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ZNA: A new genetic support for biology and medicine

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Researchers from the Rega Institute for Medical Research (Belgium) and Genoscope (France) united their know-how to synthesize a novel nucleic acid unknown in nature (ZNA) but nonetheless capable of carrying genetic information, like its natural counterparts, DNA and RNA. Their work was published in the Journal for the  American Chemical Society.

Published on 9 August 2019

​Using an original chemical method and a DNA synthesizer, the team's members were able to elaborate their polymer, a new member of the family of molecules called xenobiotic nucleic acids. To validate its eligibility as a new synthetic tool for genetics, they performed a number of in vitro and in vivo experiments reflecting evolutionary phenomena. Escherichia coli was used for in vivo experiments to assess the incorporation of the new nucleic acid in the bacterium's DNA , among other endpoints. The team also showed that the artificial genetic polymer was able to precisely transmit genetic information via the classic "genetic alphabet" (the letters used to identify the nucleobases, i.e., A: adenine, T: thymine, G: guanine, C: cytosine, and U: uracil). 

Comprising a strong carbon-phosphorus bond, ZNA offers increased chemical stability, an advantage that should allow it to outperform DNA for long-term information storage in such future-looking sectors as biotechnology, renewable energy and medicine.

ZNA's novel backbone should show particular interest as a partner to novel base pairs currently being added to the genetic alphabet by several research groups. Xenobiology, a new field stretching the bounds of traditional biology, has marked a decisive turning point with these discoveries, showing that the range of chemical supports capable of transmitting hereditary information goes well beyond those found in nature. With their work, the Rega-Genoscope team  seeks to mobilize chemistry's resources for the deployment of new nucleic vectors in diagnostics and therapeutics.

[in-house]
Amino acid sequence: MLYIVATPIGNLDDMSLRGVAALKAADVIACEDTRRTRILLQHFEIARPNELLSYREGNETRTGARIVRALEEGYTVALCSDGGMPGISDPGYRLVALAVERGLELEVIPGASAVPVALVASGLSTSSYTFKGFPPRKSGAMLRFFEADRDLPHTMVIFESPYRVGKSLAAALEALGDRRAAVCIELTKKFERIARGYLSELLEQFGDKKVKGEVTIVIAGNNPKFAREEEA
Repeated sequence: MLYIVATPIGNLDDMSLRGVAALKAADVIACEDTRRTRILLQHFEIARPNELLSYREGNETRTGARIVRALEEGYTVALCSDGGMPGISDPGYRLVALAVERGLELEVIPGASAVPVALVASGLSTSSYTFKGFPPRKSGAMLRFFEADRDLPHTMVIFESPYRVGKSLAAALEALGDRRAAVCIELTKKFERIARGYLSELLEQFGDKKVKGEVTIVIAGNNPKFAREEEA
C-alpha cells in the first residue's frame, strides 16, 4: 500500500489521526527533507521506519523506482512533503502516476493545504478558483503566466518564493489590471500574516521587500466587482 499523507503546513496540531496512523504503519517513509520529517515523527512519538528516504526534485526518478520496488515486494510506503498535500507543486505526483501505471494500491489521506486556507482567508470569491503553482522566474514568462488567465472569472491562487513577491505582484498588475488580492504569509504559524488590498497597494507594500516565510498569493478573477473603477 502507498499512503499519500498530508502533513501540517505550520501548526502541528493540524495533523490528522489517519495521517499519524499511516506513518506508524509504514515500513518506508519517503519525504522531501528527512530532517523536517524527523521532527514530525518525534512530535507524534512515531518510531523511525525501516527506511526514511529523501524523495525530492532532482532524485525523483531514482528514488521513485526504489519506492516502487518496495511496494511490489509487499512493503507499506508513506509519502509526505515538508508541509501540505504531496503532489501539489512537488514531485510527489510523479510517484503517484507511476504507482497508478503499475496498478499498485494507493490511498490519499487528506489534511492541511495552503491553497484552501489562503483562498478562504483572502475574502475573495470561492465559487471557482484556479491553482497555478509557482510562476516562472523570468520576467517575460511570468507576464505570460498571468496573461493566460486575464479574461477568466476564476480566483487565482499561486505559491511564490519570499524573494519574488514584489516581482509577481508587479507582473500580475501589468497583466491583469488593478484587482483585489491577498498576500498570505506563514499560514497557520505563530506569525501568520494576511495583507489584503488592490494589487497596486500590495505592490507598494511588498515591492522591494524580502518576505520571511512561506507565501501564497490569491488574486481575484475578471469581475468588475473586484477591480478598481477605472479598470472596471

Fundamentals on the genetic alphabet :

  • In nature, genetic information is stored and deployed via only two nucleic acids : DNA and RNA. In the lab however, scientists are now capable of synthesizing artificial nucleic acids that are also capable of stocking, proliferating and expressing genetic information in the same manner as DNA and RNA.

  • In all known living species, nucleic acids are the primary vehicles of genetic information. DNA stores that information and can reproduce it by a process called replication. From the DNA, the genetic information may also be expressed, first by transcription into RNA than translation into proteins. Replication, transcription and translation all depend on the creation of a template, that is, a single-stranded DNA or RNA upon which another molecule forms via base pairing (G with C; A with T or U) or codon (a triplet of bases) reading.

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